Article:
I photograph absolutely awfully (same thing on video.) My boyfriend does video for a living and owns a camera shop and he has completely failed at taking a good picture of me. Everybody says I don't really look like that - I can only hope.
Reply With Quote
  #21  
Old 12-27-2009, 07:43 PM
yabob yabob is online now
Charter Member
 
Join Date: Mar 2000
Posts: 7,221
Quote:
Originally Posted by The wind of my soul View Post
***Please note that this is just speculation, not a factual answer.***

I've noticed that people who photograph poorly often have an unusual smile. Either their lower lip protrudes down further than is normally the case, or their lower lip doesn't go down as much as it should. Finally, some people's smiles make their eyes exceptionally squinty, which also looks unattractive. Do you have any pictures of your friend not smiling? Does she look any more attractive in those pictures?
Yeah. I don't smile for a photograph. Mainly because I don't really smile, I smirk. Lopsidedly. Trouble is, I don't have the gravitas to carry off a really serious demeanor in a photograph either.
Reply With Quote
  #22  
Old 12-27-2009, 09:32 PM
salinqmind salinqmind is offline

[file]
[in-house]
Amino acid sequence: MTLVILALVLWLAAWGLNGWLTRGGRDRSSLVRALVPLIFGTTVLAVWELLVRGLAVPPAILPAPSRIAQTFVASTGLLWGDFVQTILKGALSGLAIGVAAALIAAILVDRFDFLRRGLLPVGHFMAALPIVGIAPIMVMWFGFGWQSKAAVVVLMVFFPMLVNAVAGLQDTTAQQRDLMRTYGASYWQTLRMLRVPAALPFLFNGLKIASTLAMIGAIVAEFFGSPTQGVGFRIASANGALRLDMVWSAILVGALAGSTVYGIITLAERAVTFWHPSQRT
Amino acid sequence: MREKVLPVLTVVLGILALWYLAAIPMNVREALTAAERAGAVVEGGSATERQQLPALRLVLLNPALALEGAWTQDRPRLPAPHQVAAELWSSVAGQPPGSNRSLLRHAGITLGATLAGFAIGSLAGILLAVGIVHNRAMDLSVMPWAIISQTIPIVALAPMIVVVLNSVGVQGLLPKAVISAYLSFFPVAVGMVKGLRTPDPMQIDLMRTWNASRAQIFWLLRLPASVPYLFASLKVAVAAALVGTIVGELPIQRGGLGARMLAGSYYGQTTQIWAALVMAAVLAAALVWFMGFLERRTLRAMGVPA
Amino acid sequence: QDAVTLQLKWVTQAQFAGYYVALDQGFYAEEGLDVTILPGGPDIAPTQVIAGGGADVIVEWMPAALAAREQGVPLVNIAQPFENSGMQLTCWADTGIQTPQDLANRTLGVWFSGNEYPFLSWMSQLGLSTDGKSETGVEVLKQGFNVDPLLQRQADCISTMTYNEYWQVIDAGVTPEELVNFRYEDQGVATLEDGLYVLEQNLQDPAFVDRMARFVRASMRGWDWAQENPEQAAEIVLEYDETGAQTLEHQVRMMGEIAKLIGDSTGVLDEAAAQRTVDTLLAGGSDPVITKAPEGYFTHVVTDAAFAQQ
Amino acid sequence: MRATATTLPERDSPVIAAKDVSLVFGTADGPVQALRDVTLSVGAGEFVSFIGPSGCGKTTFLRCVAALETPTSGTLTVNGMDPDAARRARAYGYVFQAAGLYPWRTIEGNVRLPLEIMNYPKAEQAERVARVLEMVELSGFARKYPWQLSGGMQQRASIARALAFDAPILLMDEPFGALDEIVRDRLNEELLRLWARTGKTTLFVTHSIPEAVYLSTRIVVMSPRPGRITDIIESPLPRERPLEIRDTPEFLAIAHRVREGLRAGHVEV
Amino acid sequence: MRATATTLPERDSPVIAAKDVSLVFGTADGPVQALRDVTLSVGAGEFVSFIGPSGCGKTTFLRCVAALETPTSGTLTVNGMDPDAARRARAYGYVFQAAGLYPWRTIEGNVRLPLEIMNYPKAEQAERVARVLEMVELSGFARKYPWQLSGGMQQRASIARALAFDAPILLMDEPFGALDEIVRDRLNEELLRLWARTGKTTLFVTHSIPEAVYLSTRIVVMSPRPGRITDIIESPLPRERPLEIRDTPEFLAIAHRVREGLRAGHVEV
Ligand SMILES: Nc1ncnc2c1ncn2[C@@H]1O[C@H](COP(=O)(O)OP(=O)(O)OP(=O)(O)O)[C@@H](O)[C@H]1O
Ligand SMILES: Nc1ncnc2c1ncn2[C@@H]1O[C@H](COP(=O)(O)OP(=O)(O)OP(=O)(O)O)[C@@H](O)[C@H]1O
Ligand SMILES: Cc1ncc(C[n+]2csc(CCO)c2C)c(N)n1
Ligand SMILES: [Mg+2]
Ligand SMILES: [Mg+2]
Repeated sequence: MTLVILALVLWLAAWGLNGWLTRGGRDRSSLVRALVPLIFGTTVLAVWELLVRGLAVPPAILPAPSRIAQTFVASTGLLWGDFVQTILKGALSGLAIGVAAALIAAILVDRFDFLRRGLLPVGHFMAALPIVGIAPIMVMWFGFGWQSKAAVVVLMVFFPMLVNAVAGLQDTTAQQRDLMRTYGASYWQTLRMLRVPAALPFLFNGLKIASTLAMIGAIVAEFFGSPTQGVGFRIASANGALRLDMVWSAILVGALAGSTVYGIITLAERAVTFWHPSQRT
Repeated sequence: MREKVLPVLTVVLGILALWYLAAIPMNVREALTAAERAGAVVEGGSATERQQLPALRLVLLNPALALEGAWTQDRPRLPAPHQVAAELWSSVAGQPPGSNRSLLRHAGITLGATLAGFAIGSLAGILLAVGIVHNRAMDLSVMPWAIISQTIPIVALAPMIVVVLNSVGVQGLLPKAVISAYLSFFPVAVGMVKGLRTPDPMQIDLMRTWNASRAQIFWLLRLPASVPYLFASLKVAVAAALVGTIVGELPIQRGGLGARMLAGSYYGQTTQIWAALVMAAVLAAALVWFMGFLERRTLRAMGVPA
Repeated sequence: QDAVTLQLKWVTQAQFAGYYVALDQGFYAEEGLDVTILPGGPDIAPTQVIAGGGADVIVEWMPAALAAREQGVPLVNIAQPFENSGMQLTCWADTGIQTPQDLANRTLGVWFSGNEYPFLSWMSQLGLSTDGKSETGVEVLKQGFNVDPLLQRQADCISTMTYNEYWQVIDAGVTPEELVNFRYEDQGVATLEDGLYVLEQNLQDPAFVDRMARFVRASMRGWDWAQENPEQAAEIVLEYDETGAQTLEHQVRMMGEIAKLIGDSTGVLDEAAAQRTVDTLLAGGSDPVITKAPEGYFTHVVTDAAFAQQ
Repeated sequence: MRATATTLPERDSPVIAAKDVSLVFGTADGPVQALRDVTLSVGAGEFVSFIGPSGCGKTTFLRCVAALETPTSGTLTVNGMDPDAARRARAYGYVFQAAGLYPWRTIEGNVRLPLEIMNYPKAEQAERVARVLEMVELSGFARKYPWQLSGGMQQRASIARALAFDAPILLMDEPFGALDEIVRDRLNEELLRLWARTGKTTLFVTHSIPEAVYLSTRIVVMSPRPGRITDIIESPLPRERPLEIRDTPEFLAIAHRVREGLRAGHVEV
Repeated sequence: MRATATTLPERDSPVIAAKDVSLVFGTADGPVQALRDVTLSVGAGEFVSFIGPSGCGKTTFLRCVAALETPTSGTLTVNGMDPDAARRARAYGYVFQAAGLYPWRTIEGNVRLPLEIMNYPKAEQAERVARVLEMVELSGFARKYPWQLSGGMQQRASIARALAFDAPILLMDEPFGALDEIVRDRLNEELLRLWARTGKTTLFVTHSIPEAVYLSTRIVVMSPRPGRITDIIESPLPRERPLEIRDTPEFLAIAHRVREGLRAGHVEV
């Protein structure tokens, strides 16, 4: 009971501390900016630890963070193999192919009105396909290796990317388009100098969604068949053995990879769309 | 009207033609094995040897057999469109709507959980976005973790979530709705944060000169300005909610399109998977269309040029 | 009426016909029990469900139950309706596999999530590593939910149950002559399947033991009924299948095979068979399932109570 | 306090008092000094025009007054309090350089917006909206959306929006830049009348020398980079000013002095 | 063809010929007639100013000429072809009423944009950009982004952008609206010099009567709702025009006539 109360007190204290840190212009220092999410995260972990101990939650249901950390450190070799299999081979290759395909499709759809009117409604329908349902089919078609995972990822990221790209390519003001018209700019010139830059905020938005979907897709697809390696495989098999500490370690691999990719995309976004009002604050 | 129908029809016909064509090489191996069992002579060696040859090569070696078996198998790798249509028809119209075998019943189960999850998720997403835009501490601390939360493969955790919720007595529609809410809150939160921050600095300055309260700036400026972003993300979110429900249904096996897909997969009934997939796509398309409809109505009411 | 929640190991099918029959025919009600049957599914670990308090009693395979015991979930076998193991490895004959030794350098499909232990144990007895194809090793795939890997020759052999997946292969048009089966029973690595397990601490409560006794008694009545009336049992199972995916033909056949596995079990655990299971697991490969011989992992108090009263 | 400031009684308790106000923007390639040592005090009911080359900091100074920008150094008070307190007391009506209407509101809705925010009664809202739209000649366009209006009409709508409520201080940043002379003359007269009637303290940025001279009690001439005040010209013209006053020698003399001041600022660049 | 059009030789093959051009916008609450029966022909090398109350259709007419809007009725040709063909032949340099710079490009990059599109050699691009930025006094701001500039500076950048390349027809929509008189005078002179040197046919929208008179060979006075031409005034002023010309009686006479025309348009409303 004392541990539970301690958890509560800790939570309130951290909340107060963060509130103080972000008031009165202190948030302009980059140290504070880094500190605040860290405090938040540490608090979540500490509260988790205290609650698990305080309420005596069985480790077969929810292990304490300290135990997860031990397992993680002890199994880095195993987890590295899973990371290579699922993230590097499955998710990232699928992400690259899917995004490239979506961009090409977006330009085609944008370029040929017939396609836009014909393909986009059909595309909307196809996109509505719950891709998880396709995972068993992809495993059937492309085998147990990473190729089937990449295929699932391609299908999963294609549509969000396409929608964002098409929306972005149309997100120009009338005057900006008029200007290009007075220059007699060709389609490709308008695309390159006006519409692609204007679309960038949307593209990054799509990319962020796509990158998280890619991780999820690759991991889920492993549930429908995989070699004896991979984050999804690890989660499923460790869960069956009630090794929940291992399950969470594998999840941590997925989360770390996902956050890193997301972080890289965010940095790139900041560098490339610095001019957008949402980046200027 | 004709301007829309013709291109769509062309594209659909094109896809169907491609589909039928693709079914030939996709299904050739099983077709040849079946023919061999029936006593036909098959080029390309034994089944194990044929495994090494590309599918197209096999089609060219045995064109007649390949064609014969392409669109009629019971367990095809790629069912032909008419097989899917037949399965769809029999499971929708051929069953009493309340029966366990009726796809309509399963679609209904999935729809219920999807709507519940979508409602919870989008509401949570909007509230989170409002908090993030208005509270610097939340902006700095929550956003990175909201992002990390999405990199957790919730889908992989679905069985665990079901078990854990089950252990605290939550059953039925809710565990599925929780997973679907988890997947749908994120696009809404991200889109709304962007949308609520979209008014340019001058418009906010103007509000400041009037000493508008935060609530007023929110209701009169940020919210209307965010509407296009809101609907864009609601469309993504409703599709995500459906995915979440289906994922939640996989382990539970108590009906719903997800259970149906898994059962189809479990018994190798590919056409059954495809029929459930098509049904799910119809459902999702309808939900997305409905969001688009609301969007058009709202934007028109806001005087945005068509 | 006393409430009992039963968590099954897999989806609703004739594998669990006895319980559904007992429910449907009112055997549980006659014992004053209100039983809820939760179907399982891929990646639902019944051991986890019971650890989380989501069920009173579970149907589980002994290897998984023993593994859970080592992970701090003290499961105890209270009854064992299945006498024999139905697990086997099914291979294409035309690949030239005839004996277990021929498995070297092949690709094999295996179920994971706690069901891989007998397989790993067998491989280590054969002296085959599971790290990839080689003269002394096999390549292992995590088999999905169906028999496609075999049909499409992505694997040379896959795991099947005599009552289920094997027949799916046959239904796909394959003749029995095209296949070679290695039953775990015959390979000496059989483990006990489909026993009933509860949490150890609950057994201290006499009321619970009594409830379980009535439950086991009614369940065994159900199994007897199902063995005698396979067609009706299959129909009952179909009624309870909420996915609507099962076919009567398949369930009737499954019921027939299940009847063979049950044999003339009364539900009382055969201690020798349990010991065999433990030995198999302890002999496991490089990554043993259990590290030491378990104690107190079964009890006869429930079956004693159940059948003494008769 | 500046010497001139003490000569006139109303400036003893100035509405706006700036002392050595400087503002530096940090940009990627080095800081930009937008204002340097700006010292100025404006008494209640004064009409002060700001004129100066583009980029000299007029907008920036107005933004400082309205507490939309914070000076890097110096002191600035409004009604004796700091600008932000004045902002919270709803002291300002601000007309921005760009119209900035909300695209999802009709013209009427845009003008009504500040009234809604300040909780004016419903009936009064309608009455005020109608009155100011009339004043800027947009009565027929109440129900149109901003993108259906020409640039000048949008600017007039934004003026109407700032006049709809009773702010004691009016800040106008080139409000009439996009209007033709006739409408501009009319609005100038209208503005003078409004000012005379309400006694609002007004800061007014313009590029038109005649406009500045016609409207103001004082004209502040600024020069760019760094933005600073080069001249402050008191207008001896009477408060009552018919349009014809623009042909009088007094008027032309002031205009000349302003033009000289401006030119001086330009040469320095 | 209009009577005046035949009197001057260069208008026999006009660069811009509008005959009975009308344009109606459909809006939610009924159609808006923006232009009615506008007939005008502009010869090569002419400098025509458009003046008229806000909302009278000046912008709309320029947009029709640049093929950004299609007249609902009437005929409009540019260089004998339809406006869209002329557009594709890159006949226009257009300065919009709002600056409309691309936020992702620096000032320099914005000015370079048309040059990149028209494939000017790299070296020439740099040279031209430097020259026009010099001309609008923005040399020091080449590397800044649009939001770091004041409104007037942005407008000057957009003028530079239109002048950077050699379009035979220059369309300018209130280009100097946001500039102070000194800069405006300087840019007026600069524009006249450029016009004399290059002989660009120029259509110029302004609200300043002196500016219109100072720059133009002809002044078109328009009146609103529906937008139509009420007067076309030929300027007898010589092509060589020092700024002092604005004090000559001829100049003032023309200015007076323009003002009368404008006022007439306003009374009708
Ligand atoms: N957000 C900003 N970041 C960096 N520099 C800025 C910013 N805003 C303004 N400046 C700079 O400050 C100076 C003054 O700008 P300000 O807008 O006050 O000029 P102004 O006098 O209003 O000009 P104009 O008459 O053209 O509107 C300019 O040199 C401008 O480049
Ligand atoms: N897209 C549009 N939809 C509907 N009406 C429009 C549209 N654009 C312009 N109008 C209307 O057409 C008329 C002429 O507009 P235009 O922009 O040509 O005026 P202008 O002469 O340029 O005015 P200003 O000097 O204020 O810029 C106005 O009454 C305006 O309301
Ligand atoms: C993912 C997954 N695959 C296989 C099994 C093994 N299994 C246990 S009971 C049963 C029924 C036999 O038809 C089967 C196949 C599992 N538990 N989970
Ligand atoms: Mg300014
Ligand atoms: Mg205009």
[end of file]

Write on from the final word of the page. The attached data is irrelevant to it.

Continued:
Guest
 
Join Date: Sep 1999
And here I thought it was just me, that I was all alone in looking like an ugly freak of nature. No good picture of me has been taken since I was a young cutie. Now I'm an older cutie, I can't understand why I look so hideous in every picture taken. I haven't changed THAT much. But there it is - one eye squinty, or a double chin, or I'm blinking, or I look like I've had a stroke. I can't possibly be that ugly. I can't believe people can live with me, I'm so ugly. At least in pictures. Family photos? You'd think Mr. Sali was a single dad!
Reply With Quote
  #23  
Old 12-27-2009, 10:07 PM
Mijin Mijin is offline
Guest
 
Join Date: Feb 2006
Quote:
Originally Posted by Alessan View Post
Some people are very animated - always moving, always reacting, always responding to their environment. Freeze them in time and they can be quite ordinary, but in motion, they're beautiful.
Another vote for this.